Lei said most Americans have no idea how closely China and American businesses are tied, and that damaging those relationships and investments will hurt U.S. workers. He noted that just a few days before our dinner a Chinese company, Dalian Wanda Group, completed the $2.6 billion purchase of AMC Entertainment, the second largest theater chain in the United States.
China is investing heavily in America’s fossil fuel industry, and its grain storage and transport sectors, helping to grow what are arguably the two most important industrial sectors now in the U.S.
Having downloaded his critique, Lei smiled, welcomed me to his university and toasted my presence with a glass of the city’s famous Tsingtao beer.
Certainly, it’s not pointless for the candidates to raise China as an issue. But their messages ought not to be so lame. China’s a factor in American stability and progress, but not primarily because of the jobs we’ve shipped there or the value of the yuan.
Like an unstoppable wildfire, China is now the world’s undeniable animating force in the international economy and the global environment. Even as it grows bolder and wealthier, China is producing extraordinary stress on its water supply, land, public health, as well as its long-term economic strength. But, unlike Las Vegas, what happens in China with the soaring economic demand and deluge of wastes does not stay in China.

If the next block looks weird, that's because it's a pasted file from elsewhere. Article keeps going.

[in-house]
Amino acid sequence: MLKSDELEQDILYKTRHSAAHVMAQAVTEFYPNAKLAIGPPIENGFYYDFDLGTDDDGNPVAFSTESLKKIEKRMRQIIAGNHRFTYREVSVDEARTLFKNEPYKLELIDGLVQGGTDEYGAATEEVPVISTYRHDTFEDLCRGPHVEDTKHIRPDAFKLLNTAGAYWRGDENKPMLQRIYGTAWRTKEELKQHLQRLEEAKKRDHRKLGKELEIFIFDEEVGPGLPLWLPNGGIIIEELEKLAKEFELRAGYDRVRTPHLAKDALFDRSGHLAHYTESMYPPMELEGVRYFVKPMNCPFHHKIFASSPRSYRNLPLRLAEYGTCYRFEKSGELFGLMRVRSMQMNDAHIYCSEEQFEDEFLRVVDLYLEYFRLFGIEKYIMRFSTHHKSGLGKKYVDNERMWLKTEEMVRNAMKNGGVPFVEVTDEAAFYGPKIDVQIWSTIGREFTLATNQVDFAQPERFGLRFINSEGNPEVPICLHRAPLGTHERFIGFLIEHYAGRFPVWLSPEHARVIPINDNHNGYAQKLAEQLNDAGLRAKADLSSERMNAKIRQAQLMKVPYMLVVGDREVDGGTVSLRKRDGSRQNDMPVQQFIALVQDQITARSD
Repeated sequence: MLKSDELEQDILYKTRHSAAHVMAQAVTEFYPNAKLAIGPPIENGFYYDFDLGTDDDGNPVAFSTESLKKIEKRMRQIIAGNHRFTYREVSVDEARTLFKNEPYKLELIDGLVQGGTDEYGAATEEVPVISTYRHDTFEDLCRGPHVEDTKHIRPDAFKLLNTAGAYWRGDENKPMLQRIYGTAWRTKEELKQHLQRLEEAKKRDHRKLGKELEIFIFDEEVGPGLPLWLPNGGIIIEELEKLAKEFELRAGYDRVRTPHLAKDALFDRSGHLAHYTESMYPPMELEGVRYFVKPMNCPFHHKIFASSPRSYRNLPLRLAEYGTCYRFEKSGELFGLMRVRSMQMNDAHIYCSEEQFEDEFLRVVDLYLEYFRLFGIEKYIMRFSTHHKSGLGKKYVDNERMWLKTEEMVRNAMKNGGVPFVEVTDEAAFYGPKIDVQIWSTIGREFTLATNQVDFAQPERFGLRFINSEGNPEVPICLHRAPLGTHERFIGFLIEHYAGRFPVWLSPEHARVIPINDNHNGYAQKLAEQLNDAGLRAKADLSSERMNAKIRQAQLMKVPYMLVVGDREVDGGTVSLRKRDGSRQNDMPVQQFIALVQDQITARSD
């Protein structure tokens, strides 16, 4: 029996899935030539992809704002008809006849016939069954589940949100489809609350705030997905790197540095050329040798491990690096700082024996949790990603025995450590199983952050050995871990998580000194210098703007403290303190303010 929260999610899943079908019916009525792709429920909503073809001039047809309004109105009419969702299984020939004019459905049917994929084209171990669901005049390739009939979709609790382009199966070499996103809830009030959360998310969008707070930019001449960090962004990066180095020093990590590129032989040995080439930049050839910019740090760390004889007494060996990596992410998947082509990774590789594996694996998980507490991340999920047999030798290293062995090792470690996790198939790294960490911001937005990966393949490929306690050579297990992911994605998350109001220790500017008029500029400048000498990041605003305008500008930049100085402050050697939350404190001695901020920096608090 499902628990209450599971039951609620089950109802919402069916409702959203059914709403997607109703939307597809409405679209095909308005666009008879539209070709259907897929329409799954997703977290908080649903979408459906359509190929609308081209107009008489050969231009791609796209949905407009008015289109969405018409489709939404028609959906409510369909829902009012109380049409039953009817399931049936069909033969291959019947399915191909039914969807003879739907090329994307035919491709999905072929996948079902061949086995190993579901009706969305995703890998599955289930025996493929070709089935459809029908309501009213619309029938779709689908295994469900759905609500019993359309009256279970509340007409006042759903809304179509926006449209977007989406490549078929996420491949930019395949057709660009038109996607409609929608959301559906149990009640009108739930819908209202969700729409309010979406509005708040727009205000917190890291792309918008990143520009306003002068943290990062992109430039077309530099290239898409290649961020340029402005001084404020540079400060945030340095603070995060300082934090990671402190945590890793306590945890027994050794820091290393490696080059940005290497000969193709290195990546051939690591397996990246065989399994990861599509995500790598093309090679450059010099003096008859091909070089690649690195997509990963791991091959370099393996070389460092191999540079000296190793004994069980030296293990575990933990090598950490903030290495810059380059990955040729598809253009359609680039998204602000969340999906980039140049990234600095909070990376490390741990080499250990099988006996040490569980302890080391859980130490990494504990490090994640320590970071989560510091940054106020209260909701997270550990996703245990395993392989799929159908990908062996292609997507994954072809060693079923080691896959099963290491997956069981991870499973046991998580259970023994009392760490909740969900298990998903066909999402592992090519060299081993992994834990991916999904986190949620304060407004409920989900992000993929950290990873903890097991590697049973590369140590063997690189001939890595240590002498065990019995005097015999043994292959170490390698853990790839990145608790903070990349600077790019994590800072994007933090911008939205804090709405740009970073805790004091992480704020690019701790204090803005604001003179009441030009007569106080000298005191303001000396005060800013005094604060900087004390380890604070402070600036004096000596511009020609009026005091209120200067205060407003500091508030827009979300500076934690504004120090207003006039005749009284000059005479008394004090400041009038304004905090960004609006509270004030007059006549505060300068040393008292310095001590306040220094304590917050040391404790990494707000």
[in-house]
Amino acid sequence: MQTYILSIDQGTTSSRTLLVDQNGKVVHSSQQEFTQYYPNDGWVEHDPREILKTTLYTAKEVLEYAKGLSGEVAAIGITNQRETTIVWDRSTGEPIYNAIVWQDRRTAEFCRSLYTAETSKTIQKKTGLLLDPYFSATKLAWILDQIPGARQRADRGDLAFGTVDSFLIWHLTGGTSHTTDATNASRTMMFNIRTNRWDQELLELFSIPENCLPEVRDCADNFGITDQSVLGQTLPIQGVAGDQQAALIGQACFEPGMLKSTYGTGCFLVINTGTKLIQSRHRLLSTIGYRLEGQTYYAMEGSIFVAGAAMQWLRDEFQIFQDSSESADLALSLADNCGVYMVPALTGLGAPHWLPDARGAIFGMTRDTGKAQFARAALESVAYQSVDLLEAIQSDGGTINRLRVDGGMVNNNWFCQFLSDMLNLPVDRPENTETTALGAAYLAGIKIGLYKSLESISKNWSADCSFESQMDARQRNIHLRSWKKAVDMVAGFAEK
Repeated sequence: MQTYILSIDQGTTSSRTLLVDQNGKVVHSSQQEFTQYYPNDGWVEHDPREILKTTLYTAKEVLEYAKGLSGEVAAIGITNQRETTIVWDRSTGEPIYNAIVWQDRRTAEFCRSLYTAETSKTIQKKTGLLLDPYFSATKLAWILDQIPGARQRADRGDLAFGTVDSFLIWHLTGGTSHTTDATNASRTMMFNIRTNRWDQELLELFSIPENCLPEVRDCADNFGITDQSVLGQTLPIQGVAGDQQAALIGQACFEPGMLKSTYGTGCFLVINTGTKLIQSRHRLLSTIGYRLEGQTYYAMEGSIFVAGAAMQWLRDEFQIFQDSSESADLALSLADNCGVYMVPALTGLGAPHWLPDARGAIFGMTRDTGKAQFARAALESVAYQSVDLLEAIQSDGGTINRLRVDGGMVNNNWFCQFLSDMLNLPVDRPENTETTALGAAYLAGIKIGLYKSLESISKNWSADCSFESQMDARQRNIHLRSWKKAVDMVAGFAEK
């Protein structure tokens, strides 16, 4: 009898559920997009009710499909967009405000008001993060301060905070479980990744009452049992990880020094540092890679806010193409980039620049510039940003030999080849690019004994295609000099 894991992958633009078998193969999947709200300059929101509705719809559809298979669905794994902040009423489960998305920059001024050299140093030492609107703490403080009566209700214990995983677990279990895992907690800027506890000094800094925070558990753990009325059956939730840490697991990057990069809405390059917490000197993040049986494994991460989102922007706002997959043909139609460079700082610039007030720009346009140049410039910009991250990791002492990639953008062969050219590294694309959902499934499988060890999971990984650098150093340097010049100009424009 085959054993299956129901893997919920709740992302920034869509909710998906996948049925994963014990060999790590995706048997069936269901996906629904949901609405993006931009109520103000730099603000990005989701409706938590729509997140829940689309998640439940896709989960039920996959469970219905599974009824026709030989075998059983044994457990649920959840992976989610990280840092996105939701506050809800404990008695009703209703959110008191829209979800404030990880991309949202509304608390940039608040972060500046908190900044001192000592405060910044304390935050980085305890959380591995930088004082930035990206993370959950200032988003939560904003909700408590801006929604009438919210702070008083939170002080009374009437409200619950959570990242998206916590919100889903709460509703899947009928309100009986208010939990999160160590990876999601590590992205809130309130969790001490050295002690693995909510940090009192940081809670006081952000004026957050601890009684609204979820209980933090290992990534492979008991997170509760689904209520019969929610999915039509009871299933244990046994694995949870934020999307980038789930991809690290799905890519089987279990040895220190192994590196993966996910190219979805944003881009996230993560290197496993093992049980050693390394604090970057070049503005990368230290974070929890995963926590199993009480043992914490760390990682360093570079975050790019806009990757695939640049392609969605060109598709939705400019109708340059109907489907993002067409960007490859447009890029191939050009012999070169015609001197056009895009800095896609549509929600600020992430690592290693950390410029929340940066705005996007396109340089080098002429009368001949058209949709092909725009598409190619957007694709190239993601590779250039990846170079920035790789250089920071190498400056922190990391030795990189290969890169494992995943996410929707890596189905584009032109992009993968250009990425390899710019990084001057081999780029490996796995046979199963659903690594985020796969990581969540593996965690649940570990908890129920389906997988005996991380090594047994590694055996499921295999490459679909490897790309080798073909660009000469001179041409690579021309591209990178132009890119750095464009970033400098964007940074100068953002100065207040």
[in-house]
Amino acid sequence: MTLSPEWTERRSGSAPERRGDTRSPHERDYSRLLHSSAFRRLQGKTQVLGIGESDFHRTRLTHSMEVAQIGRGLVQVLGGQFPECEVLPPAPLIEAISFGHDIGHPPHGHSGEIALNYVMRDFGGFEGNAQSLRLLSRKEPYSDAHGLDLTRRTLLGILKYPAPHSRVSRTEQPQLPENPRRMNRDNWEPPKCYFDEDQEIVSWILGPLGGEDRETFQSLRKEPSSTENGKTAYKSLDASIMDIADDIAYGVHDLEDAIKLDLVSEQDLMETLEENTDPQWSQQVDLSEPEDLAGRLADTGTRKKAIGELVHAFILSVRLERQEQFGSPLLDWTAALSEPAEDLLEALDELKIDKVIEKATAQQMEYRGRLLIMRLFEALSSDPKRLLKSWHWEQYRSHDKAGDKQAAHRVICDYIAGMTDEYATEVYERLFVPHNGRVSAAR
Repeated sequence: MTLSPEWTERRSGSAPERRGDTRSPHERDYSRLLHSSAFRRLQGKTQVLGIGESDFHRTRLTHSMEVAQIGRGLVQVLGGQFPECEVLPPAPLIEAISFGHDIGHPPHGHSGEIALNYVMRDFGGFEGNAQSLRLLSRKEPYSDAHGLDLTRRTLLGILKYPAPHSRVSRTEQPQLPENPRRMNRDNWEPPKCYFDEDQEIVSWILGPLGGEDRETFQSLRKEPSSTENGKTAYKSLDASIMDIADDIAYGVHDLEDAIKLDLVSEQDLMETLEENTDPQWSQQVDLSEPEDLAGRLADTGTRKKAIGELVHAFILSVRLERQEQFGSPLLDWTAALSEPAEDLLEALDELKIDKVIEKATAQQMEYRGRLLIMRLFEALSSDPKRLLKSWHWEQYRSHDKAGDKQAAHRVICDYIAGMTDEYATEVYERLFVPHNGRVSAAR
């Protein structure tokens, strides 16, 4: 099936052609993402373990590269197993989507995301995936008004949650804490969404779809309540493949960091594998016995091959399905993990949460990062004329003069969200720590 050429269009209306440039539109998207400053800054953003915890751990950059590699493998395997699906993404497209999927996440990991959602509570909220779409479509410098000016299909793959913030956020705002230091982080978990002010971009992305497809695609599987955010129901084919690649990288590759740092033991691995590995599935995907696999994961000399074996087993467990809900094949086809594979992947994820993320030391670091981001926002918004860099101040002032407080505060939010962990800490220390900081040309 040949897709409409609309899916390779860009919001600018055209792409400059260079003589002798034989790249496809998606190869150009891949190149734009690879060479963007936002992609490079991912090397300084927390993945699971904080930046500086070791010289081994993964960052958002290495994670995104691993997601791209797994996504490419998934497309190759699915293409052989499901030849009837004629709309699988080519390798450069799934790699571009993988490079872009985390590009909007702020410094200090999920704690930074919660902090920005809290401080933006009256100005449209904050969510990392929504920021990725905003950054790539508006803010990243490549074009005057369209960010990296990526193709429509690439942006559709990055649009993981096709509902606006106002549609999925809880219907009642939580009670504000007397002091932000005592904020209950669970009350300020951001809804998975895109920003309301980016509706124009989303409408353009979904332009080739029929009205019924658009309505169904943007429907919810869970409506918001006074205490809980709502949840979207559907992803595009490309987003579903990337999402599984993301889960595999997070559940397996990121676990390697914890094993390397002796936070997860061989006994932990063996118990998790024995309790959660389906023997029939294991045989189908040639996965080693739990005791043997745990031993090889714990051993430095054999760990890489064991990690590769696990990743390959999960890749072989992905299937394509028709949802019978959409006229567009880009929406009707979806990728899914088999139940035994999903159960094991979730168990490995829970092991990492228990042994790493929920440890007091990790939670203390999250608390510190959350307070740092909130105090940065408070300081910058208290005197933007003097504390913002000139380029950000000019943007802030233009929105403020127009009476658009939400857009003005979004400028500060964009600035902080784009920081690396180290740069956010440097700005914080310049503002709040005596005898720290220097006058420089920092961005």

In 2010, the latest year for accurate figures, China accounted for 9.5 percent of global GDP. In order to fuel the economic engine that is now the world’s second largest behind the U.S., China consumed 20 percent of the world’s energy, 51 percent of the iron ore, 47 percent of the steel, 54 percent of the cement, and 60 percent of global soybean exports.
The Earth groans in response. China is now the world’s largest source of carbon emissions, sulfur dioxide emissions, marine coastal pollution. China’s surging demand for fossil fuels is raising global prices for oil, gas, and coal, which, in turn, is helping to finance new water-intensive oil drilling in the deep shales beneath the American Great Plains, land-damaging tar sands oil development in Canada, and water- and land-wasting coal mining and natural gas production in Australia.
China’s treasury and state-owned food companies are investing in a global land rush, buying millions of hectares of temperate farmlands in Africa and South America. Its state-owned power and construction companies are building the biggest hydro-electric dams in the world.
The world is witnessing a run on resources that, arguably, is unmatched by any country, ever. And while China’s 12th and latest five-year plan focuses on water conservation and environmental protection as national priorities, the reality is that Chinese culture – which prizes privacy, rebels against specific directives, and is devoted to GDP growth — impedes the work to secure natural resources.